DC: No not at all, I mean, people are eager to talk about their lives, you know? In this case it didn’t seem to be enclosed at all. Not just in terms of the books that we read and the documentaries we looked at and so on, but we also had a crew of one hundred and fifty people who were all doing research on their own levels. The costume designer will be trying to find out what kind of shoes these people would wear and whoever is designing the restaurant will want to know what’s on the walls and what coffee tables cost so there’s a lot of details and for that they would go into the Russian community here and would go to the Russian churches, go to the community centres, wherever they could find people to talk to about those things. There was no resistance to it, I think people were pretty fascinated that we were doing a movie about Russians in London and were pretty eager to see that we got it right, in fact.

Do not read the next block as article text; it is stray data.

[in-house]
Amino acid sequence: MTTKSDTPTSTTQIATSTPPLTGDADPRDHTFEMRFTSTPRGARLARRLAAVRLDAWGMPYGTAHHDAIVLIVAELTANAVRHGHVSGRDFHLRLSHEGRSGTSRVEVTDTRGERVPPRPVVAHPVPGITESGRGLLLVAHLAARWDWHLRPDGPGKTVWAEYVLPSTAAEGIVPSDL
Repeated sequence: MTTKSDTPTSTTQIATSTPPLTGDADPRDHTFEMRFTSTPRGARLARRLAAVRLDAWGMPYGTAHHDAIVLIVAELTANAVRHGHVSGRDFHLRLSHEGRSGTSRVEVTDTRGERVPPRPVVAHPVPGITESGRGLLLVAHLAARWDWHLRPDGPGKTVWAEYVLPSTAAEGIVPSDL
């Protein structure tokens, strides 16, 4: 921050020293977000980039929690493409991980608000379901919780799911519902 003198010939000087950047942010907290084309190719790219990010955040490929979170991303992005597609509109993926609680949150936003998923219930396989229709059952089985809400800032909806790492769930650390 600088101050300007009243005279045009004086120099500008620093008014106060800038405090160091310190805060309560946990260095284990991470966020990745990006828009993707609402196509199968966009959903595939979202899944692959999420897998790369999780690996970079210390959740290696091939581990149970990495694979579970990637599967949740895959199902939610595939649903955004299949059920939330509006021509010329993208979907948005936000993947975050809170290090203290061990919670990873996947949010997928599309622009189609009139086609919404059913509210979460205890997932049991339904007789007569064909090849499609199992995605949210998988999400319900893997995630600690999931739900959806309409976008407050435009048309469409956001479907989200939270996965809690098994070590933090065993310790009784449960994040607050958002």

Eastern Promises

It was kind of nice to see different London locations onscreen. Was that simply because the script demanded it or did you want to shoot in those areas?

DC: Yeah I think it was because of Steve Knight’s own sensibility and it came naturally with the script. If he had been a more conventional writer and the script had taken place in more conventional places then it might not have been as interesting a script for me but it all sort of went together. But he was interested in delving into these relatively unknown aspects of London.

I’d like ask you a little bit about the cast as well. Were you initially hesitant about casting Viggo Mortensen having just made a film with him as it would make comparisons between A History of Violence and Eastern Promises inevitable?